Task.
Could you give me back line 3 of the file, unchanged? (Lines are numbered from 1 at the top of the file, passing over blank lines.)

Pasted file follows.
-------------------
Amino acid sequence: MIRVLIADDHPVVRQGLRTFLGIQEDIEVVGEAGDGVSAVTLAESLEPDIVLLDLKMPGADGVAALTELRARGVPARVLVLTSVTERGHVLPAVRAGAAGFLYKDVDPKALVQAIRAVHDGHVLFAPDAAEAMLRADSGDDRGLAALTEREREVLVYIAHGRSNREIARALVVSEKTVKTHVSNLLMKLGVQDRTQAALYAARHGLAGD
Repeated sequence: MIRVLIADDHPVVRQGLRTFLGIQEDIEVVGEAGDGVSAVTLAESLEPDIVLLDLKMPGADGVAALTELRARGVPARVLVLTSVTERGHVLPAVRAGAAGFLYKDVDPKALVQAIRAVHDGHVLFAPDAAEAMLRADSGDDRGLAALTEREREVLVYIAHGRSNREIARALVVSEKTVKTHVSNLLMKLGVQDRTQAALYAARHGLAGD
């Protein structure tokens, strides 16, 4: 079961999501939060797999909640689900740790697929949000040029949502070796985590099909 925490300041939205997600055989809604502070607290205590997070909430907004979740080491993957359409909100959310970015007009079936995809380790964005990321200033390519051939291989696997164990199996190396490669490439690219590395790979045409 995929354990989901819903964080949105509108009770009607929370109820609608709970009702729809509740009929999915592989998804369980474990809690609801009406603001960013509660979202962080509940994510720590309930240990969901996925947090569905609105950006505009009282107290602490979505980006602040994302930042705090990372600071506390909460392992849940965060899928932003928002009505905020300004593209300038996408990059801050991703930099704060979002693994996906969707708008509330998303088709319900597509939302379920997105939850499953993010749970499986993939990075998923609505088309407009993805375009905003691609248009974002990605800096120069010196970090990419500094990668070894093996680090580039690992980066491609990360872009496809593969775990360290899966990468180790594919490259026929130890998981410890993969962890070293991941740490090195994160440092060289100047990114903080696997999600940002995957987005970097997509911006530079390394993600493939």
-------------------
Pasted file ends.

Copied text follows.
């Protein structure tokens, strides 16, 4: 079961999501939060797999909640689900740790697929949000040029949502070796985590099909 925490300041939205997600055989809604502070607290205590997070909430907004979740080491993957359409909100959310970015007009079936995809380790964005990321200033390519051939291989696997164990199996190396490669490439690219590395790979045409 995929354990989901819903964080949105509108009770009607929370109820609608709970009702729809509740009929999915592989998804369980474990809690609801009406603001960013509660979202962080509940994510720590309930240990969901996925947090569905609105950006505009009282107290602490979505980006602040994302930042705090990372600071506390909460392992849940965060899928932003928002009505905020300004593209300038996408990059801050991703930099704060979002693994996906969707708008509330998303088709319900597509939302379920997105939850499953993010749970499986993939990075998923609505088309407009993805375009905003691609248009974002990605800096120069010196970090990419500094990668070894093996680090580039690992980066491609990360872009496809593969775990360290899966990468180790594919490259026929130890998981410890993969962890070293991941740490090195994160440092060289100047990114903080696997999600940002995957987005970097997509911006530079390394993600493939």